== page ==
I read it as the poet losing his poetry-halo down into the prose-mud, and this was the kind of halo-losing my brother would be interested in, I thought, so I bought both books. Rimbaud for me, Baudelaire for him. But there was a preface. And in that preface, there was a poem by Richard Brautigan about Baudelaire. It was called “The Flowerburgers, part 4”, and it was like this:

Baudelaire opened
up a hamburger stand
in San Francisco,
but he put flowers
between the buns.
People would come in
and say, “Give me a
hamburger with plenty
of onions on it.”
Baudelaire would give
them a flowerburger
instead and the people
would say, “What kind
of a hamburger stand
is this?”[4]

This, of course, was the kind of hamburger stand I’d been looking for with my poems, and it was very clear to me: I needed the lost halo, and I needed the flowerburgers, and I needed the irritated question from the people demanding hamburgers. I would just have to find something else altogether for my brother, and I walked out of the bookstore with these two books under my arm, a bit oblivious to the fact that exactly these books have been said to represent a big bang of modern poetry, and that my writing would be changed forever by them. And, naturally, this was also the big bang of the creation of “Baudelaire” as a reference in my own short stories, thirty years later.

Would Baudelaire object to being a reference? I think not, and here’s why: When Baudelaire is handing out flowerburgers in Brautigan’s poem, he is both doing what he once did, when he was alive, and writing; disrupting the stability of the common sense of a classical hierarchy of truth and beauty, a disruption Brautigan’s poem is mimicking—and creating—on its own by debasing his wonderful poems into burgers.

In both cases there is a sense of a need of disruption, and I think of the Danish poet Inger Christensen, who has said, “We could perhaps also imagine chance as a diffuse source of energy, which just by being present has an ordering effect, a kind of collaborator into our own production of order. And we could imagine that we got, through this collaboration of chance, a protection against our own overproduction of order.”[5] I sometimes think that that’s one of the things literature has to offer to society; a protection against our own overproduction of order. “What good are Baudelaire’s burning eyes, when it said on the packet you’d get glossy hair!”, says one of the lines in the last text in Evil Flowers.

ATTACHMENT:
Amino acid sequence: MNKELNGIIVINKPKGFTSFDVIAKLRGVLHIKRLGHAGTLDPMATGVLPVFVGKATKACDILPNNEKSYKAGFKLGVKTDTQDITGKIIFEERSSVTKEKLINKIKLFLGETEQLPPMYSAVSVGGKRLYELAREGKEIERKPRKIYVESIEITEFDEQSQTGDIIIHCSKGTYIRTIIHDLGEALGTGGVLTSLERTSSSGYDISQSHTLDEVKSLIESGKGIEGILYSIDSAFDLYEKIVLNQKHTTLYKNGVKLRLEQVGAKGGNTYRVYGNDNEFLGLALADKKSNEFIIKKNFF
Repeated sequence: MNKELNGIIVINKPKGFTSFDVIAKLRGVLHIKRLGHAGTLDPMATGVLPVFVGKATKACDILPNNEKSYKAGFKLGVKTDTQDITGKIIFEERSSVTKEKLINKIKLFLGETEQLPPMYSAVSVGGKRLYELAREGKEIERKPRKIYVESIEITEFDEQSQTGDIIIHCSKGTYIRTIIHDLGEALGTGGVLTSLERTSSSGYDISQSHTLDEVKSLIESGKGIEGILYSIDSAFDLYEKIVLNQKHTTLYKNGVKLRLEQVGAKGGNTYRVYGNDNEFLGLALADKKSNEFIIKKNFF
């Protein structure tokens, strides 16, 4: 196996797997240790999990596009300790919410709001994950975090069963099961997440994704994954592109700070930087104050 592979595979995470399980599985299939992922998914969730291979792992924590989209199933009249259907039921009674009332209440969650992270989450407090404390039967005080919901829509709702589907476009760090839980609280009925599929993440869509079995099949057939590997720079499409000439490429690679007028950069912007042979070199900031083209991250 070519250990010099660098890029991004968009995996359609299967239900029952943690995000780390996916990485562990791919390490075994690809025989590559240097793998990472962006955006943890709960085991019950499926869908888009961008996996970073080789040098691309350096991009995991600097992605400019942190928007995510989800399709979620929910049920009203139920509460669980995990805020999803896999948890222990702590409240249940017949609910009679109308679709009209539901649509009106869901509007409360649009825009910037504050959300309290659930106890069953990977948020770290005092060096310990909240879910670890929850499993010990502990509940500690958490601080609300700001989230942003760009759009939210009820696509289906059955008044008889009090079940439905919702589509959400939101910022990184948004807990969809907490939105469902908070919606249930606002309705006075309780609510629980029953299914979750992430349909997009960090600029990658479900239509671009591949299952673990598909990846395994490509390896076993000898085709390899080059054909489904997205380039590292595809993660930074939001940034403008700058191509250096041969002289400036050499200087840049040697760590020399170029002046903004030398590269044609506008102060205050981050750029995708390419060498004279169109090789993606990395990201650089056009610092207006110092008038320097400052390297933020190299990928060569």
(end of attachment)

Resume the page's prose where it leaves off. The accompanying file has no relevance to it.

“Baudelaire is the first visionary, king of poets, a real God! Unfortunately he lived in too artistic a milieu, and his much vaunted style is trivial. Inventions of the unknown demand new forms,”[6] wrote Rimbaud of Baudelaire, in one of his so-called “letters of the seer”. He added his own poem “Squattings”, which during nine stanzas of perfect metric verse follows a monk in a monastery squatting over his chamber pot, sweating, and moaning, and struggling to relieve his body from its excrements—until he, in the last stanza, is finally relieved.

The poem is a caricature of modern poetry, criticizing the dissonant relation between form (the beautiful sonnet) and content (the harshness and ugliness of modern life—“if you see dirt, you must give dirt”, as he also says)—creating the very essence of caricature that Baudelaire so luminously describes himself in his essay “On the Essence of Laughter”. There he describes how he comes across an English pantomime performance, and a Pierrot who is thick and short and who has exaggerated every part of his appearance; his lips are prolonged by two long, red bonds that make it seem like his mouth reaches his ears when he laughs, and when he tries to steal from a cleaning woman, he not only empties her pockets, he tries to put the sponge, the broom, her bucket and finally the water in his own pockets.

To make a caricature you must exaggerate the defining traits, and it is Baudelaire’s point that the laughter created by the caricature is not merely an effect, it is an art—what he calls “absolute comedy”, where the idea and the form are one. The wiseman never laughs without trembling, says Baudelaire, and both that sentence, and indeed the essay itself, has been one of the guiding lights through my writing life.

And so I don’t really think, as one of my narrators suggests, that Baudelaire would object to, for instance, the fact that I use his photograph as a text, interpreting his gaze as sulky and insulted, looking at me, the writer, angry because I’ve used his title the way I’ve used it, making it more concrete and simple (and a bit stupid in its simplicity; Evil Flowers has one meaning; these flowers are evil, while his own title, The Flowers of Evil, rather creates beauty—poetry— growing out of “evil”). I don’t think (or maybe I kind of do) that he would object to being a prop in my texts, because even though wisemen tremble when they laugh, real gods do not.

No matter what, concerning my own writing of these stories and the attempt to find a “zig zag structure”; to fling in his angry gaze was really, in its moment of creation, a momentary impulse, a certain “zig” in the line moving between form and destruction of form. So, there you go, “how and why Baudelaire” has a very simple answer, and that answer is: writing.


[1] All poems from Slaven av blåbæret, Det Norske Samlaget, 1998.

[2] Arthur Rimbaud, Illuminations (translated by John Ashbery), Carcanet Classics, 2018

[3] “The Loss of a Halo”, by Charles Baudelaire, translated by David Lehman, The American Scholar, 2014

[4] Richard Brautigan, Trout Fishing in America, The Pill vs the Springhill Mine Disaster and In Watermelon Sugar, Mariner Books, 1989

[5] Inger Christensen, Hemmelighedstilstanden, Gyldendal 2000,—quote translated by Karin Kukkonen https://hasard.hypotheses.org/5038

[6] Arthur Rimbaud, Illuminations and Other Prose Poems, (translated by Louise Varèse), New Directions, 1957


Evil Flowers by Gunnhild Øyehaug (translated by Kari Dickson) is available now via Farrar, Straus and Giroux.